Industrial Floor Coatings – Are They Safe For Workers?

It’s important for factories and other manufacturing related facilities to provide for industrial floor coatings. Floor coatings provide surface stability, environmental cleanliness as well as aesthetics. Safety is also an important factor in the need to have industrial floor coatings. Companies that provide for industrial floor coatings reduce the risk of accidents due to excess or lack of traction however after several decades, the environmental safety of using these coatings are now in question.

Industrial floor coatings provide a stable, non-broken surface (given the substrate is also hole or crack- free) for staff and products to move on. The coating also serves to protect the substrate from the wear and tear of wheel and foot traffic. Also, the smoother the surface, the faster people and products move. Coatings also provide a sense of order and cleanliness. Brighter coatings also add to the ambient lighting of the workplace. Safety comes into play because industrial floor coatings made from polyurethane or like materials provide sufficient traction to avoid accidents as against ordinary rough concrete/soil floors or overly smooth concrete/tiled flooring. Aside from commercial uses, industrial coatings are also best for gymnasiums and facilities for indoor sports.

However, the use of conventional polyurethane coatings is not without its own hazards. The material, polyurethane, that we’ve used for decades for industrial floor coatings is not safe in itself. The manufacture of polyurethane, a prime ingredient for industrial coatings involves the use of toxic chemicals known as isocyanates. Normally and preferably, isocyanates lose their toxicity after bonding with the other chemicals that form the polyurethane. They become inert. However, recent studies have shown that not all of the applied isocyanates completely bond with the other ingredients leaving behind what is known as post-reactive isocyanates. These post-reactive isocyanates are present in the fumes the coating generates during application on floors and other surfaces of a building.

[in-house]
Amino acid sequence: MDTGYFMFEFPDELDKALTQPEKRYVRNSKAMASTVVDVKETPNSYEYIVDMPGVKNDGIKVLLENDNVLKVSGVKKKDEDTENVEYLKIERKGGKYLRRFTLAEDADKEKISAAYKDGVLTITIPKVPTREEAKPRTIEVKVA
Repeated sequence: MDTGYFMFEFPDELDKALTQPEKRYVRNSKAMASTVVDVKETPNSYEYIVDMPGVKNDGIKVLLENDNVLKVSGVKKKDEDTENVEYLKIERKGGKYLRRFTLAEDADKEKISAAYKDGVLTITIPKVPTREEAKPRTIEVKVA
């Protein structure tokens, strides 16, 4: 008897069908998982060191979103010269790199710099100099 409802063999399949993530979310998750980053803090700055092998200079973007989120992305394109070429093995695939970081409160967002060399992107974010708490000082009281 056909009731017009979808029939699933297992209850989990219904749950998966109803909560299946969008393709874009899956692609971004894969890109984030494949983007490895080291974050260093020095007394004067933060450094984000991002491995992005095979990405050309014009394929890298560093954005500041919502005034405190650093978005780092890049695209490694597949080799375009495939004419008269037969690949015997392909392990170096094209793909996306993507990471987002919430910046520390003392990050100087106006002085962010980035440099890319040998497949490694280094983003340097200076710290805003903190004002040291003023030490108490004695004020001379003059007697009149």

Application personnel that lack sufficient protective equipment become susceptible to these fumes. Employees are exposed to these chemicals in minute amounts during their day-to-day interactions with the workplace and the facility’s products can become tainted as well. These chemicals also leech into the environment when the coating is disposed for replacement. The effects of isocyanates of the human body include asthma, vomiting, as well as chest and throat irritation. Exposure to large amounts is fatal.

Such dangers then contradict the premise of safety on the use of polyurethane coatings. The risk was not known until recently but floor coatings have remained essential in the industry. Fortunately, new advances in technology has given rise to the manufacture of a non-toxic polyurethane alternative known as green polyurethane. Non-toxic or green polyurethane does not make use of chemically-bonded isocyanates but instead binds its ingredients at the ‘nano’ or atomic level. The ingredients lock together or intertwine to form an impermeable substance with the same properties as polyurethane.

Modern manufacturing techniques, also ensure that excess toxic chemicals are filtered out from the finished product. Thus choosing green polyurethane over conventional polyurethane renders the premise of safety of using industrial floor coatings complete. As green polyurethane continues to grow in popularity, floor coatings as well as other materials that use polyurethane become safer and the industries that use them can breathe safely.